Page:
The Federal Reserve Board eagle logo links to home page

Beige Book logo links to Beige Book home page for year currently displayed November 29, 2006

Federal Reserve Districts

Eleventh District--Dallas

Skip to content

New York
St. Louis
Kansas City
San Francisco

Full report

In October and the first half of November, the Eleventh District economy continued to decelerate from high levels. While there remains strength in the manufacturing, construction, finance and service sectors, there are also areas of softness. Many industries reported increased caution about the outlook. Energy activity was strong overall, but there was still little change in the rig count. Retail sales were weaker than expected. Manufacturing activity remained strong to supply the energy industry but continued to report slowing sales to residential building. Service sector activity was also mixed, with a dip in demand for temporary workers. Nonresidential building is strong, but home sales and home building weakened further. Financial service firms reported softer consumer lending, but credit quality is healthy and commercial lending is good. Agricultural conditions improved over the past six weeks.

Energy prices have stabilized at relatively high levels. West Texas Intermediate crude oil prices have floated between $57 and $61 in recent weeks. U.S. demand for crude oil has risen as refiners return from seasonal maintenance, but crude oil inventories remain high. Gasoline prices at the pump fell sharply, boosting gasoline consumption and reducing inventories. Demand for heating oil and diesel has been strong, but inventories have built up with mild weather, while pump prices have stayed near $2.50 per gallon as the result of reduced sulfur requirements. Natural gas prices strengthened seasonally during the period, from $6 to $8 per million Btu at Henry Hub. Inventories are at very high levels and a mild winter is expected, which has some contacts raising the possibility that natural gas prices might take a downward bounce.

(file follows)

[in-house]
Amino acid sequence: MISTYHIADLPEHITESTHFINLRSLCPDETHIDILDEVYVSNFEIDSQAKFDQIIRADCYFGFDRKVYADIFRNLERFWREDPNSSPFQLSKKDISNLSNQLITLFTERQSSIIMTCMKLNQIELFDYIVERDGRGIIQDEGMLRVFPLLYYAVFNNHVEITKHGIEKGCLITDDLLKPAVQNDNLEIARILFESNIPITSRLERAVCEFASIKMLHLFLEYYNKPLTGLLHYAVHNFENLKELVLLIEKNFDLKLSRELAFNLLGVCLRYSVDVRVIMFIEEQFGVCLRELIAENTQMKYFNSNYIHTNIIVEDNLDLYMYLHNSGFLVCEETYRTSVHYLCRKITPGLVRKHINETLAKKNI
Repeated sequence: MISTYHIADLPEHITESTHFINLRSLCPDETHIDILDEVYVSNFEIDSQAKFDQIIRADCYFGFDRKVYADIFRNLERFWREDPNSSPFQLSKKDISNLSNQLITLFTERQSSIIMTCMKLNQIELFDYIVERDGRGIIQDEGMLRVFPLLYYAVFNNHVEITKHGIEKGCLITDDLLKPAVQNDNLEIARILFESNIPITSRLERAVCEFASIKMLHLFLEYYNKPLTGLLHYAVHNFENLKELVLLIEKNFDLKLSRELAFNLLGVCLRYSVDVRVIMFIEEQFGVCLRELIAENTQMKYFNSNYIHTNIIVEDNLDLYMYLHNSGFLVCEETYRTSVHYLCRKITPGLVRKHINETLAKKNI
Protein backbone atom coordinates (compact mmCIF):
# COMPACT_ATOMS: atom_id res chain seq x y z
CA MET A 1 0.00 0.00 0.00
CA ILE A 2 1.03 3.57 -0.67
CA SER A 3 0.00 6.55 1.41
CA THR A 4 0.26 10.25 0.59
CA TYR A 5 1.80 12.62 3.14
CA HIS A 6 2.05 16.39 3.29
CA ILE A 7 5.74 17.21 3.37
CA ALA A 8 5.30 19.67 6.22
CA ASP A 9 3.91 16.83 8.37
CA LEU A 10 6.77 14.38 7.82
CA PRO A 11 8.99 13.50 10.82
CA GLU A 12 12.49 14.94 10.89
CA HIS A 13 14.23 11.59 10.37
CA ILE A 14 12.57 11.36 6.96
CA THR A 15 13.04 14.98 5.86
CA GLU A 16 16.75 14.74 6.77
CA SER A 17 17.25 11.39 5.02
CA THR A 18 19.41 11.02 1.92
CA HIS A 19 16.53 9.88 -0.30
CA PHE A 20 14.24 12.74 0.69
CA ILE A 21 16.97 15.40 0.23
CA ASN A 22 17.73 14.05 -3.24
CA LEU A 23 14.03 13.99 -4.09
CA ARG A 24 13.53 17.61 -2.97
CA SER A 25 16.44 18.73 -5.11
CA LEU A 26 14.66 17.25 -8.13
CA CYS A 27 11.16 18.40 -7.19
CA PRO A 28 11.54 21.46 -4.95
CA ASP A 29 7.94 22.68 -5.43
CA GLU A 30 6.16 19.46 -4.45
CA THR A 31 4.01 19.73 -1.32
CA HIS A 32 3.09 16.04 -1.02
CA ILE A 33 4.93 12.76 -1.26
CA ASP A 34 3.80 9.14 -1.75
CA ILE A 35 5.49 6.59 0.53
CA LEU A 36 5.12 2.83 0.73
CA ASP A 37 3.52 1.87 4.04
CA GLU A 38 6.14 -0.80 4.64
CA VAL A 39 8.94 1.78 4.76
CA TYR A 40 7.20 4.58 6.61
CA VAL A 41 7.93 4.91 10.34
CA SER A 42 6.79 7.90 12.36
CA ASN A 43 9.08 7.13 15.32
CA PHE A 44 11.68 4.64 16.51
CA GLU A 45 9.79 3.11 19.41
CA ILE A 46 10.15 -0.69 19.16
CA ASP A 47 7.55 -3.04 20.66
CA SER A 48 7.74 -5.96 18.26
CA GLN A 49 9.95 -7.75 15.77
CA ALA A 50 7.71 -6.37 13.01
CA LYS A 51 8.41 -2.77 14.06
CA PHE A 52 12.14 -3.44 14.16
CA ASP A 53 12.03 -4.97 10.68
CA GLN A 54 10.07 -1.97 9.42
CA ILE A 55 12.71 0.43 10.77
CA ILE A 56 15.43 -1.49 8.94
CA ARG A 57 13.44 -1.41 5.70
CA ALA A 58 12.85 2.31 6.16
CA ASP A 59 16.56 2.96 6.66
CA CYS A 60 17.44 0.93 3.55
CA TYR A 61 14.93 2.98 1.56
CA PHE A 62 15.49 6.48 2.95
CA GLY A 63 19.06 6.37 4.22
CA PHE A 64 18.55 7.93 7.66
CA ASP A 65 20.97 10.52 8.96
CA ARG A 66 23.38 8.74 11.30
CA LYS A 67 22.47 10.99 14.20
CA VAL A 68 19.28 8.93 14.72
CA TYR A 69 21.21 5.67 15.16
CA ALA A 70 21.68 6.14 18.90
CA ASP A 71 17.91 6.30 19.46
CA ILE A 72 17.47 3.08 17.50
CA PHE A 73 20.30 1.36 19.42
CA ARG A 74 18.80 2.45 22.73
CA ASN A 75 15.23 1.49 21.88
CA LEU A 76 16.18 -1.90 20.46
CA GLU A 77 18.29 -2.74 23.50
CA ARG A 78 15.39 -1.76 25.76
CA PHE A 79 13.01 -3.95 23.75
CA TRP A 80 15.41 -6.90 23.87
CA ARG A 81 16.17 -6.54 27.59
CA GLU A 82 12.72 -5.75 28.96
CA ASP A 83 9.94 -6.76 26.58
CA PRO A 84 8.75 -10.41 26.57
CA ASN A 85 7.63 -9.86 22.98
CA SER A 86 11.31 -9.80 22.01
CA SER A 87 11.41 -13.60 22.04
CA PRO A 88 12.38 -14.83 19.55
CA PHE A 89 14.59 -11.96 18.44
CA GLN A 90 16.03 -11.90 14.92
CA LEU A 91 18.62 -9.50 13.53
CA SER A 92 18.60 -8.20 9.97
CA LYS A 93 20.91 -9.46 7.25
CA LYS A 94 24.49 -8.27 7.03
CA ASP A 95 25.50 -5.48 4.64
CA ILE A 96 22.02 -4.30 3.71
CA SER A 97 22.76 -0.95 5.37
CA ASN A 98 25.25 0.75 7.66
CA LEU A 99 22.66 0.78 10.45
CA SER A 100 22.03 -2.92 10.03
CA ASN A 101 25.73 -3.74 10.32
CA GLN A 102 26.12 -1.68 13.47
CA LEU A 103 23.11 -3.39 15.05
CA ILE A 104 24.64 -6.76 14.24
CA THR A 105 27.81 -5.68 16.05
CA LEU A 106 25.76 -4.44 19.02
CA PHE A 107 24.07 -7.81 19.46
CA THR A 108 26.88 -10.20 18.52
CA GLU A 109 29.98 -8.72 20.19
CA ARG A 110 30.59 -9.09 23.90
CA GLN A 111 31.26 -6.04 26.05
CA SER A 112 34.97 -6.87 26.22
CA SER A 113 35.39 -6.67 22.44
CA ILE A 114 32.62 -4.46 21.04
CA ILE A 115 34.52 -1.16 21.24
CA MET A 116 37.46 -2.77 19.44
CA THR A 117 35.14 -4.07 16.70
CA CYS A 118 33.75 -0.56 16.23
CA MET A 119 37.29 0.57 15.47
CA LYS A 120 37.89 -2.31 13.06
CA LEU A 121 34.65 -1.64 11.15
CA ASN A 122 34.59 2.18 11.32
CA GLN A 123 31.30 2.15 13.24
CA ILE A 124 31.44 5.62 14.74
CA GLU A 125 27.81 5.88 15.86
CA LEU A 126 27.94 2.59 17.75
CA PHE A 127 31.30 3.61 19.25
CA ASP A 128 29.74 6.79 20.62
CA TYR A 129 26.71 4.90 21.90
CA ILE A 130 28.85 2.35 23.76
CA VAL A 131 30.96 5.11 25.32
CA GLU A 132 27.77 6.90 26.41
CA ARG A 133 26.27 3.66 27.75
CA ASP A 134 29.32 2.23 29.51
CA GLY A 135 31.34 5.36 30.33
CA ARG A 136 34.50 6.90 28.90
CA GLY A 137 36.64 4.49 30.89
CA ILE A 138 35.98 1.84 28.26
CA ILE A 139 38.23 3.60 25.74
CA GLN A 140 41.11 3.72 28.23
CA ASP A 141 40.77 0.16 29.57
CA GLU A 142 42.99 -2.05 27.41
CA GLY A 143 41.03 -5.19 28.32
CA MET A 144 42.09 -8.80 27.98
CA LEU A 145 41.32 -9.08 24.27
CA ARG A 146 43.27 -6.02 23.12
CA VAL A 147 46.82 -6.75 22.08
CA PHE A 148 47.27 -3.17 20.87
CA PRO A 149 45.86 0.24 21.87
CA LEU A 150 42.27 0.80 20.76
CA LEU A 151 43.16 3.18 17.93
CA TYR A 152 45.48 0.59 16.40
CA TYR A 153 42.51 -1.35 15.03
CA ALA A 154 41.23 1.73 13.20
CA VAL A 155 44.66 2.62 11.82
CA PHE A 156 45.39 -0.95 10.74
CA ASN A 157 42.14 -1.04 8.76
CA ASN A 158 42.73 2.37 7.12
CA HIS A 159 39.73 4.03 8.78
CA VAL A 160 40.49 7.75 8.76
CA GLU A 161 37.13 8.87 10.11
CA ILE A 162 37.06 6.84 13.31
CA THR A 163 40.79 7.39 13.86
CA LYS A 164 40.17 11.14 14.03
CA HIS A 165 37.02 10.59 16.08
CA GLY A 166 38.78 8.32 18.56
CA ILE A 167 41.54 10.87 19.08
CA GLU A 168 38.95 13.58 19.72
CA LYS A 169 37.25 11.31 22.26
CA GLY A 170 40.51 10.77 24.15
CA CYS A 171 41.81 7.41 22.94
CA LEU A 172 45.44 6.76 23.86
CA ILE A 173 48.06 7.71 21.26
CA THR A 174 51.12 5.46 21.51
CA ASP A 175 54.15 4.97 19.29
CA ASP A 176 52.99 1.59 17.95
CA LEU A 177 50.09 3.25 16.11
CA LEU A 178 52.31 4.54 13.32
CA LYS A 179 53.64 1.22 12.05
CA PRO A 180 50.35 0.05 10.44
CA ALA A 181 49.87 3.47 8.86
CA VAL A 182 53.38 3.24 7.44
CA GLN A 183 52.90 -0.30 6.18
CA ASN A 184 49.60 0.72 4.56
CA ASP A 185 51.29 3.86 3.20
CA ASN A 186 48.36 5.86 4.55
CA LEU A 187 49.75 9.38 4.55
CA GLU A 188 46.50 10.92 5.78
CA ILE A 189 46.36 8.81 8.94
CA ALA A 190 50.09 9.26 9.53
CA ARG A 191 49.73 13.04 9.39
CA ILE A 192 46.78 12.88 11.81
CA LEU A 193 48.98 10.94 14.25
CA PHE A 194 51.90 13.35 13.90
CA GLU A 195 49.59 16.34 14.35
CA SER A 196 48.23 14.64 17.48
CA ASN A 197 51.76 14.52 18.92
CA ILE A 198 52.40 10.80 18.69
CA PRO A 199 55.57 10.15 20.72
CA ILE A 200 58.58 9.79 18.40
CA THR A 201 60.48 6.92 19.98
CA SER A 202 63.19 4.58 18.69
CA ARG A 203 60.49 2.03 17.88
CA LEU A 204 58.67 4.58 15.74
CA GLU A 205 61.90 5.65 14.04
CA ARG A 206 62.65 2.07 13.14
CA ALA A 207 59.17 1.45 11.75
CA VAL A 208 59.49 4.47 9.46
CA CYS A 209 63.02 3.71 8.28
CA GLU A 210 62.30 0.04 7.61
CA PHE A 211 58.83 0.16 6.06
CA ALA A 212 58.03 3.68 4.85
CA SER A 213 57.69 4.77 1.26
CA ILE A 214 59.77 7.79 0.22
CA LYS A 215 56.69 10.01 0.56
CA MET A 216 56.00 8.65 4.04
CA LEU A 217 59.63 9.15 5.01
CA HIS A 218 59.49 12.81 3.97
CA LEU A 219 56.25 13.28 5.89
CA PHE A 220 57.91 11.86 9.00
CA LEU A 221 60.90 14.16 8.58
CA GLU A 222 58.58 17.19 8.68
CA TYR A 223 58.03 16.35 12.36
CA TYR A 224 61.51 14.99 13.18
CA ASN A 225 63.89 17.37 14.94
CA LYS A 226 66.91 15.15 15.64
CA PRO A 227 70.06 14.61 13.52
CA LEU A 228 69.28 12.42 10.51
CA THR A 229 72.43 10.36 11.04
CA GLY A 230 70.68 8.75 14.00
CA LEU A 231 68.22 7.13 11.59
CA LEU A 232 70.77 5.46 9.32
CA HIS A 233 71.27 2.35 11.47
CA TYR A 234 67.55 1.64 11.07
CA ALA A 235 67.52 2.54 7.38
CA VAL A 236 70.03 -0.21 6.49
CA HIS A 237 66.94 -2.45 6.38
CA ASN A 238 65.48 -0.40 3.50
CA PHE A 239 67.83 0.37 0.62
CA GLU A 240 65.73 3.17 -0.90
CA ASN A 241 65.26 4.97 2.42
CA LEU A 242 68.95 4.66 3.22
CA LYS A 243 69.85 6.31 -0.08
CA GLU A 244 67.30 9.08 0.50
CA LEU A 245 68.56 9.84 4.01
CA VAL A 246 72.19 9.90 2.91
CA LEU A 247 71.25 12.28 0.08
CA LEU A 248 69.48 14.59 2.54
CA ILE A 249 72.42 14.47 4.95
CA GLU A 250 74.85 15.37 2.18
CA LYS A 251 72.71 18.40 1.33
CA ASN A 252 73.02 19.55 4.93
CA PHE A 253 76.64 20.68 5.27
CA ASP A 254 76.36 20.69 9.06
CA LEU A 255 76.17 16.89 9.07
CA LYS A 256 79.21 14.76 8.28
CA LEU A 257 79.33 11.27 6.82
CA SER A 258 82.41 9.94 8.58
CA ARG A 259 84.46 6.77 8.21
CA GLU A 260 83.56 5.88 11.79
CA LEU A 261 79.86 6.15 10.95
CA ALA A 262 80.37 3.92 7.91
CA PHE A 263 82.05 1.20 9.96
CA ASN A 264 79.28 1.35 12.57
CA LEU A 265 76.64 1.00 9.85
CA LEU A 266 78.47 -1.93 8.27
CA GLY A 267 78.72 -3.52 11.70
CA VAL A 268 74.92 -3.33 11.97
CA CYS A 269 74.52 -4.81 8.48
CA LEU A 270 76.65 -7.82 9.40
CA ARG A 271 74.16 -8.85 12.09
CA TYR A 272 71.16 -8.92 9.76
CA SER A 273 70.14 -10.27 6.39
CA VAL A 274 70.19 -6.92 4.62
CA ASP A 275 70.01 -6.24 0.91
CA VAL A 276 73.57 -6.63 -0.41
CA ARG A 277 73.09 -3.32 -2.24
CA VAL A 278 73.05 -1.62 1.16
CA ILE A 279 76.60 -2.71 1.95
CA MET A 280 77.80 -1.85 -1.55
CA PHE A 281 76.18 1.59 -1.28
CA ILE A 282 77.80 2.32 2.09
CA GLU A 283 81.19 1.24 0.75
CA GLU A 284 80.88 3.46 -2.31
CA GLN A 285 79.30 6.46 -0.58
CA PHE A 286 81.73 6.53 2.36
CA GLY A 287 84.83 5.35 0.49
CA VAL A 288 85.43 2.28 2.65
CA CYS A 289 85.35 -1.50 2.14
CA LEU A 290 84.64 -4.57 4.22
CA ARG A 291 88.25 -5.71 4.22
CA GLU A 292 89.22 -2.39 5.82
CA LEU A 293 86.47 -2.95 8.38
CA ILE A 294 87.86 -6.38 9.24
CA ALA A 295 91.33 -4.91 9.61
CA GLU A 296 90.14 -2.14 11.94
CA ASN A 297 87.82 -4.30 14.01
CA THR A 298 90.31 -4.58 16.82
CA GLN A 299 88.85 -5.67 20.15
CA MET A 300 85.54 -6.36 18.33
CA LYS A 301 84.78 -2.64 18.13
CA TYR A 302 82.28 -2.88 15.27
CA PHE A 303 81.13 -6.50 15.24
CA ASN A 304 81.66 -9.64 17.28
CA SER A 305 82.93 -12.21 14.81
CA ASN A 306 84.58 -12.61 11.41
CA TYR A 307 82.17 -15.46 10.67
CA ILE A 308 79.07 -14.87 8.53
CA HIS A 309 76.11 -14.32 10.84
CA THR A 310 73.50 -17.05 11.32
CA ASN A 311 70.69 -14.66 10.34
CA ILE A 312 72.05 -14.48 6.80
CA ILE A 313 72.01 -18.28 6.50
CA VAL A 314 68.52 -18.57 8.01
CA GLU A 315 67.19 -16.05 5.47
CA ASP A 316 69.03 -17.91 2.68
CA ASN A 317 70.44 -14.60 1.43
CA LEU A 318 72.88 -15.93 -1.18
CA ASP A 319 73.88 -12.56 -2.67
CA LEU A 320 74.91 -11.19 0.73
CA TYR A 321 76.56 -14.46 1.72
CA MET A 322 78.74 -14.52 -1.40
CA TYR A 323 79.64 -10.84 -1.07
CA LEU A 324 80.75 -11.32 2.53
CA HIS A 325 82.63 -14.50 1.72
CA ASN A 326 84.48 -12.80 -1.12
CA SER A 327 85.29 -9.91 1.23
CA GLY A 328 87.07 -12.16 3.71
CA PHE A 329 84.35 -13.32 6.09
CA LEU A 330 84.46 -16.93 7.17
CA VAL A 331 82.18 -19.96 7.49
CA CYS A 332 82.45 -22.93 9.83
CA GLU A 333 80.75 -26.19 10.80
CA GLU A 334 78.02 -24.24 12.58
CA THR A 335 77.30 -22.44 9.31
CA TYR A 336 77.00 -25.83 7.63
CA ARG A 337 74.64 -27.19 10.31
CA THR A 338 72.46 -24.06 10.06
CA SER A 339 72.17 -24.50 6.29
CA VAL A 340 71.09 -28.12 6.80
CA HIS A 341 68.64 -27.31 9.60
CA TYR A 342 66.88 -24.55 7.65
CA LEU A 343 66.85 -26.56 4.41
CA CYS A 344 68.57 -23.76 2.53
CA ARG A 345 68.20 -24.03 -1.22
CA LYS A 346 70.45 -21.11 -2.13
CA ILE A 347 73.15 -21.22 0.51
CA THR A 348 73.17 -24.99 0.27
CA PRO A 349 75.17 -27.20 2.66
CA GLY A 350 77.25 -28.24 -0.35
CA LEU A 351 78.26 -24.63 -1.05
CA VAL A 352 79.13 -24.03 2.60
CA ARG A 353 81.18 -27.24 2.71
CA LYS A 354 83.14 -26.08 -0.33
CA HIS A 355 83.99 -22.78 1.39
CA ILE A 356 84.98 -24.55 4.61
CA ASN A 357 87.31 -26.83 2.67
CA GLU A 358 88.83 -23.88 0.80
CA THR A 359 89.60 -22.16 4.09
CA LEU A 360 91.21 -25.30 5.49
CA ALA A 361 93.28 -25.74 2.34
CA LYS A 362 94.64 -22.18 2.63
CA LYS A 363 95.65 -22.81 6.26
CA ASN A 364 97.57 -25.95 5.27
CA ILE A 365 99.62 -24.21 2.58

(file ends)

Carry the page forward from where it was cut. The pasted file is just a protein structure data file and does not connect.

Other prices were mixed. Overall home prices are unchanged, but prices have declined in some metropolitan areas, particularly in Dallas and Fort Worth. Building costs to supply nonresidential construction are unchanged, but prices are lower for products supplying home building. Paper prices were unchanged, but prices of corrugated boxes were lower. Accounting firms raised fees to cover rising salaries. Prices for corn, grain sorghum and wheat were up sharply.

Labor Market
The labor market remains very tight, and wages were rising in many industries. Workers shortages were reported by service, manufacturing, finance and energy firms. A lack of labor is a capacity constraint for some firms and, in some areas, companies have resorted to using billboards in an attempt to attract workers. While the shortage extends to many types of skilled and semi-skilled workers, of particular note in this survey were reports of difficulty finding engineers, electricians, high-tech technicians, certified mechanics and accountants. Some firms have reached out to community colleges in an attempt to boost the supply of qualified workers.

While the labor market remains tight, softening sales have led some manufacturers to slow hiring as a precaution. The shortage of qualified truck drivers seems to have eased some.

Manufacturing activity continued to cool. Demand remained strong for refining, some chemicals, and for products to supply commercial construction and oil and gas drilling. However, sales to homebuilders slowed further, pushing up inventories for some products and causing some firms to reduce production. Food producers report an increase in demand. Sales of paper products increased slightly, but demand for corrugated boxes softened some. High-tech manufacturers reported generally good growth in production and orders, although there were a few firms that reported some recent softening in orders.

Gulf Coast refineries are now operating at high levels. The return from maintenance was delayed in some cases by labor and construction shortages or by relatively weak margins that offered less incentive to produce. Refining margins have been strong by historical standards, but are only half to one-third of the high margins enjoyed over the summer.

Petrochemicals were mixed. Ethylene production was affected by a series of planned and unplanned outages that have supported prices and kept profit margins high. There was a sharp seasonal decline in demand for polyethylene, and the decline in homebuilding has hurt demand for PVC pipe. In contrast, demand for synthetic rubber is very strong. Prices are high, and margins are excellent. Demand for isobutylene, used in many consumer products, weakened in September and October but returned strongly and has been pushing capacity limits in early November.